Frontier Status Report

Frontier Status Report #83

Frontier Status Report #83

February 6, 1998

Dale M. Gray

The weather dominated news in the space frontier for the week. Three different launch systems faced repeated delays from unacceptable weather conditions. Of these, only the Ariane has successfully launched to date. A shuttle landing and the docking of a Soyuz with Mir continue the crew rotation of the Russian space station.

Highlights reported for the week include:

  • Shuttle Endeavor lands at KSC Jan 31
  • Soyuz TM-27 docks with Mir
  • ISS problems continue to arise
  • Ariane 4 launches Inmarsat and Brazilsat
  • Pegasus and Delta rocket launches delayed


After a 9 day mission to Mir, the Shuttle Endeavor landed at Kennedy Space Center runway 15 at 5:35 pm EST on Jan 31. This the 42nd Shuttle landing at KSC. On board was former Mir crew member David Wolf. Wolf was presented a "symbolic pizza" upon emerging from the Shuttle, but had to wait until after medical exams before he could enjoy his first slice in 4 months. Endeavor's next mission will be to deliver the first US component of the International Space Station in July (Flatoday; NASA; LS).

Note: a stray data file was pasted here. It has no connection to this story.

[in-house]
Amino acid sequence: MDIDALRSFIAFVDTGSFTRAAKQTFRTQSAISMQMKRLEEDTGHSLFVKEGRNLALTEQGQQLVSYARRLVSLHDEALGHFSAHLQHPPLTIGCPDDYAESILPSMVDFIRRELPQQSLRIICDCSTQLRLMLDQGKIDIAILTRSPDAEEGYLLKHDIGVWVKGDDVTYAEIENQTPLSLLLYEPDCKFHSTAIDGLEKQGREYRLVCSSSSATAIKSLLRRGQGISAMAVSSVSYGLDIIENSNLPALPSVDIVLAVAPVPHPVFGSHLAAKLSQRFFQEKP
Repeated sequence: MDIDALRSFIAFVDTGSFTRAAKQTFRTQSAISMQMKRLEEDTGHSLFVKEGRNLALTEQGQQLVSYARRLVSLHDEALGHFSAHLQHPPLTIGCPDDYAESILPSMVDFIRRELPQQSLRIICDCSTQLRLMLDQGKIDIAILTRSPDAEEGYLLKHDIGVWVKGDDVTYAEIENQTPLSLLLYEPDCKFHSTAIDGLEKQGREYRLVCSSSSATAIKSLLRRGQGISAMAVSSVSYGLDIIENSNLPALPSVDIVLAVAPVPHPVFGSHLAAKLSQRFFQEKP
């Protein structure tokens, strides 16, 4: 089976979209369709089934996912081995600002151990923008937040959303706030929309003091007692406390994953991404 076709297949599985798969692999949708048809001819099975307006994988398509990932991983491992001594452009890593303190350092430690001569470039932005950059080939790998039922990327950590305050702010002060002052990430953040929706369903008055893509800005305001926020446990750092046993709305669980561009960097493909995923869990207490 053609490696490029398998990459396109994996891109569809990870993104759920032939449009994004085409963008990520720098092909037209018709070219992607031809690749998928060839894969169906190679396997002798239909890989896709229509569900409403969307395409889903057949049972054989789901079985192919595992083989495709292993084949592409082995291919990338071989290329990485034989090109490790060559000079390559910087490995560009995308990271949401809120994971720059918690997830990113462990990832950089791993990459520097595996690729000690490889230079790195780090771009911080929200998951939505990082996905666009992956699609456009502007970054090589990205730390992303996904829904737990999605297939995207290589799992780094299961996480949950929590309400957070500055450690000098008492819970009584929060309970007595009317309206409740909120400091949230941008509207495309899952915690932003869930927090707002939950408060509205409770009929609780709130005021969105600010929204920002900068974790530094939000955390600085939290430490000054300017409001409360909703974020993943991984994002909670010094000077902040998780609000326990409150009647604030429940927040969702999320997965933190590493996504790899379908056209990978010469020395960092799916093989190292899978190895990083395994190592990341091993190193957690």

Columbia, which is slated to be launched on April 2, is currently in the Orbital Processing Facility bay 3. The main engines have been installed and preparations are being made for the installation of the payload and the main engine heat shield (NASA).


Running on autopilot 16 minutes ahead of schedule, Soyuz TM-27 docked with Mir at 12:55 EST on Jan 31. The craft, which was launched from Baikonur on Thurs, Jan 29, contained Mir's new Russian crew of Talgat Musabayev and Nikolai Budarin. It also transported Leopold Eyharts a french cosmonaut who will spend three weeks on the station doing experiments before returning to earth with the returning crew. In the coming months, the new crew expects to make 6 space walks to make repairs to the damaged Spektr module (Flatoday).

In what has become a well-rehearsed drill, the space station lost attitude control on Feb 4. With both new and old crew still on board, the emergency provided on-the-job training for the new crew. Apparently the problem was caused when a wrong number was entered into the computer. The misentry was quickly corrected. Since the gyrodynes had not stopped spinning, the station remained stable. Mission Control in Russia stated that the computer caught the malfunction and that the computer did not crash (Flatoday).